Timing Matters: When to Exercise for Biggest Improvements in Blood Sugar Levels for Type 2 Diabetes Patients

Exercise bicycle

A study by researchers at Brigham and Women’s Hospital and the Joslin Diabetes Center suggests that afternoon physical activity can significantly improve blood sugar control in patients with type 2 diabetes. Using data from the Look AHEAD study, the team found that people who were most active in the afternoon had the greatest reductions in blood sugar and were more likely to stop their diabetes medications.

In an analysis of the Look AHEAD study, researchers at the Brigham and Joslin Diabetes Center found that participants who were physically active in the afternoon had greater blood sugar reductions than those who were more active at other times of the day.

Over 37 million Americans have diabetes, and 90-95% of that population are diagnosed with type 2 diabetes. Lifestyle interventions, such as a healthy diet and regular exercise program, are ways to manage diabetes . A new study by a collaboration of researchers from Brigham and Womens Hospital, a founding member of the Mass General Brigham Health System, and the Joslin Diabetes Center, part of Beth Israel Lahey Health, uses data from the Look AHEAD (Action for Health in Diabetes) study , a randomized controlled trial comparing intensive lifestyle intervention with diabetes support and education in patients diagnosed with type 2 diabetes and overweight or obesity to monitor the development of[{” attribute=””>cardiovascular disease over time. In the current study, the research team assessed whether physical activity at certain times of day was associated with greater improvement in blood glucose control. Their findings suggest patients with type 2 diabetes who were physically active in the afternoon had the largest improvements after one year in the trial. The teams results are published in Diabetes Care.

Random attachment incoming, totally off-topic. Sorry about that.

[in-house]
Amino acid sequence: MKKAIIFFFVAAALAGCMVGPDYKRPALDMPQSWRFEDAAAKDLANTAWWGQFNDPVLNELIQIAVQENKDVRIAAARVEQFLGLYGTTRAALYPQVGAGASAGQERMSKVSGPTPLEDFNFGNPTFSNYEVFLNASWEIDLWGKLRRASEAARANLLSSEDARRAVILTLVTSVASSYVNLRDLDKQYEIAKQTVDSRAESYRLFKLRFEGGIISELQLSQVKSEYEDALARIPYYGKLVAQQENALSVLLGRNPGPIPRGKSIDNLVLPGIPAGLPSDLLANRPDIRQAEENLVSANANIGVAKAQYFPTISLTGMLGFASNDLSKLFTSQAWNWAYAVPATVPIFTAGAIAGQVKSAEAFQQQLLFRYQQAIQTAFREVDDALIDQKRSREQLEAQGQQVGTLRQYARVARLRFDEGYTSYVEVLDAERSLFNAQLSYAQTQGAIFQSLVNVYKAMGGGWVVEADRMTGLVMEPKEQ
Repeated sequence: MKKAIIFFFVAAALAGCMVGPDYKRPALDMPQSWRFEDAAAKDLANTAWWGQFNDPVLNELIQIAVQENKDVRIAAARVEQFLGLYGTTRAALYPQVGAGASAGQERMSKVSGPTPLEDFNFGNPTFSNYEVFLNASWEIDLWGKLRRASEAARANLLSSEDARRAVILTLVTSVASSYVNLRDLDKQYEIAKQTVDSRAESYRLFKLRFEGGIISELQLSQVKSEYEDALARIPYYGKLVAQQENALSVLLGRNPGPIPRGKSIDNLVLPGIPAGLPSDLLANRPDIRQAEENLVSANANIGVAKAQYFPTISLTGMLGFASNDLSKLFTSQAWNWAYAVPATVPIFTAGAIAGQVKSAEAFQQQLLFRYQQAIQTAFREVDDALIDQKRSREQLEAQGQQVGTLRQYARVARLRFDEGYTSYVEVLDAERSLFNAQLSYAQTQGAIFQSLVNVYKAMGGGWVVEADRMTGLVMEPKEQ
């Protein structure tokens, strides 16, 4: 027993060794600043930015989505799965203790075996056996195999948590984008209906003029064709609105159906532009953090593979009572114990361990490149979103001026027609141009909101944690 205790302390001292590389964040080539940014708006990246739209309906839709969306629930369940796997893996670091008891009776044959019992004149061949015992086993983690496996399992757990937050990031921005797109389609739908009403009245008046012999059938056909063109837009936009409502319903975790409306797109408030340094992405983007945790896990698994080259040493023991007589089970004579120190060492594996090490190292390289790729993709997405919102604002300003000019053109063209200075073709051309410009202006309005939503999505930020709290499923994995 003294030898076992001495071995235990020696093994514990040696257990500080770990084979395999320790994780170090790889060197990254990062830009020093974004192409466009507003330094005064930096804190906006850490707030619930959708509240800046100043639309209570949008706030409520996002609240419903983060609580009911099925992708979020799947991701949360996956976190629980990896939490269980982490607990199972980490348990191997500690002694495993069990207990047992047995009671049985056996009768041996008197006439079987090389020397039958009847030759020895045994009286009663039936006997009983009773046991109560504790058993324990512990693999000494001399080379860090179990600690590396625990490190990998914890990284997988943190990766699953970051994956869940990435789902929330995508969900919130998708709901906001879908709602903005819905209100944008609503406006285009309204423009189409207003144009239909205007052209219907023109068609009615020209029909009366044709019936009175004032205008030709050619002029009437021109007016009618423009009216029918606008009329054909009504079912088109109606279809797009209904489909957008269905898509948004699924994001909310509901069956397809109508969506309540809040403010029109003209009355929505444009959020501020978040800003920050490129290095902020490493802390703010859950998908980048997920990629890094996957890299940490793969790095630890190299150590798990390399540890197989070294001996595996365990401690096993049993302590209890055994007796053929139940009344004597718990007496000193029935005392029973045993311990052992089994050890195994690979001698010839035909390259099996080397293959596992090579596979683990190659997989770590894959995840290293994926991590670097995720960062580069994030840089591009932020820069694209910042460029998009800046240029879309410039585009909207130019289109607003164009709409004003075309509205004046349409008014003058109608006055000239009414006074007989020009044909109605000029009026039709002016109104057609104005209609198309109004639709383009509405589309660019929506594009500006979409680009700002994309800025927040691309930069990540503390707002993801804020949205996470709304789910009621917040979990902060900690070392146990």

In this study, we shown that adults with type 2 diabetes had the greatest improvement in glucose control when they were most active in the afternoon, said co-corresponding author Jingyi Qian, PhD, from the Division of Sleep and Circadian Disorders at the Brigham. Weve known that physical activity is beneficial, but what our study adds is a new understanding that timing of activity may be important too.

Physicians recommend that patients with diabetes participate in regular physical activity as a method to manage their blood glucose levels. Elevated blood glucose levels can put people with type 2 diabetes at risk of heart disease, vision impairment, and kidney disease.

The team analyzed physical activity data from the first and fourth years of the Look AHEAD study, which included data from over 2,400 participants. During the study, participants wore a waist accelerometry recording device to measure physical activity. When the Brigham and Joslin team reviewed the data from year 1, they determined that those who engaged in moderate-to-vigorous physical activity in the afternoon had the greatest reduction in blood glucose levels. Upon comparing the data from year 4, the afternoon group maintained a reduction in blood glucose levels. In addition, the afternoon group also had the highest chance of stopping their glucose-lowering/diabetes medications.

The Brigham and Joslin team note that their investigation has limitations; for example, their study is observational and does not measure confounding factors like sleep and dietary intake.